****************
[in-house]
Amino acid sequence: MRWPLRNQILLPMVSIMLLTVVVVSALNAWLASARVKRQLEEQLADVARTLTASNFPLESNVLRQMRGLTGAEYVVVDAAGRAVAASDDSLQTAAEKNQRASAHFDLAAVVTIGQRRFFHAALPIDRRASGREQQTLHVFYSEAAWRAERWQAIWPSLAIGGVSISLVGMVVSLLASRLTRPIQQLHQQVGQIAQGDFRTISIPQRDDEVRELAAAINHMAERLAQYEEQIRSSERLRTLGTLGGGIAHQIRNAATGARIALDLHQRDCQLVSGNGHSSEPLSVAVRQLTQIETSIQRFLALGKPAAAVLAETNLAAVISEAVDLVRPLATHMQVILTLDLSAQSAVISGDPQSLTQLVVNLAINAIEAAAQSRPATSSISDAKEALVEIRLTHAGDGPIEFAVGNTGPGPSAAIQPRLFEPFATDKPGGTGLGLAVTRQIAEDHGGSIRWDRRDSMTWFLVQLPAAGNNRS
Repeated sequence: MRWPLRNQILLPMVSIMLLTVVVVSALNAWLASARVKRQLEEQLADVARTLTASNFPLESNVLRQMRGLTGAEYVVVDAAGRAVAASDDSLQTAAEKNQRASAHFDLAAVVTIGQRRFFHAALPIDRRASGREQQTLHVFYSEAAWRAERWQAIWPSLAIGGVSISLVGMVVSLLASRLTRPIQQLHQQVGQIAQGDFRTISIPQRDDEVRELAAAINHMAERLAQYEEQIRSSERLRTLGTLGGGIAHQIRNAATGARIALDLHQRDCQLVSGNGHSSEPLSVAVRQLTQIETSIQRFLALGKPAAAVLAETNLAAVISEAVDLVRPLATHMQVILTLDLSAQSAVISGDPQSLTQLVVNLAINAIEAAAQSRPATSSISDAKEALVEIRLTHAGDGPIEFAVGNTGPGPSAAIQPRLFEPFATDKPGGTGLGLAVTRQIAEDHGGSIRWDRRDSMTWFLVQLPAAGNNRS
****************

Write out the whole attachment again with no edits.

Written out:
[in-house]
Amino acid sequence: MRWPLRNQILLPMVSIMLLTVVVVSALNAWLASARVKRQLEEQLADVARTLTASNFPLESNVLRQMRGLTGAEYVVVDAAGRAVAASDDSLQTAAEKNQRASAHFDLAAVVTIGQRRFFHAALPIDRRASGREQQTLHVFYSEAAWRAERWQAIWPSLAIGGVSISLVGMVVSLLASRLTRPIQQLHQQVGQIAQGDFRTISIPQRDDEVRELAAAINHMAERLAQYEEQIRSSERLRTLGTLGGGIAHQIRNAATGARIALDLHQRDCQLVSGNGHSSEPLSVAVRQLTQIETSIQRFLALGKPAAAVLAETNLAAVISEAVDLVRPLATHMQVILTLDLSAQSAVISGDPQSLTQLVVNLAINAIEAAAQSRPATSSISDAKEALVEIRLTHAGDGPIEFAVGNTGPGPSAAIQPRLFEPFATDKPGGTGLGLAVTRQIAEDHGGSIRWDRRDSMTWFLVQLPAAGNNRS
Repeated sequence: MRWPLRNQILLPMVSIMLLTVVVVSALNAWLASARVKRQLEEQLADVARTLTASNFPLESNVLRQMRGLTGAEYVVVDAAGRAVAASDDSLQTAAEKNQRASAHFDLAAVVTIGQRRFFHAALPIDRRASGREQQTLHVFYSEAAWRAERWQAIWPSLAIGGVSISLVGMVVSLLASRLTRPIQQLHQQVGQIAQGDFRTISIPQRDDEVRELAAAINHMAERLAQYEEQIRSSERLRTLGTLGGGIAHQIRNAATGARIALDLHQRDCQLVSGNGHSSEPLSVAVRQLTQIETSIQRFLALGKPAAAVLAETNLAAVISEAVDLVRPLATHMQVILTLDLSAQSAVISGDPQSLTQLVVNLAINAIEAAAQSRPATSSISDAKEALVEIRLTHAGDGPIEFAVGNTGPGPSAAIQPRLFEPFATDKPGGTGLGLAVTRQIAEDHGGSIRWDRRDSMTWFLVQLPAAGNNRS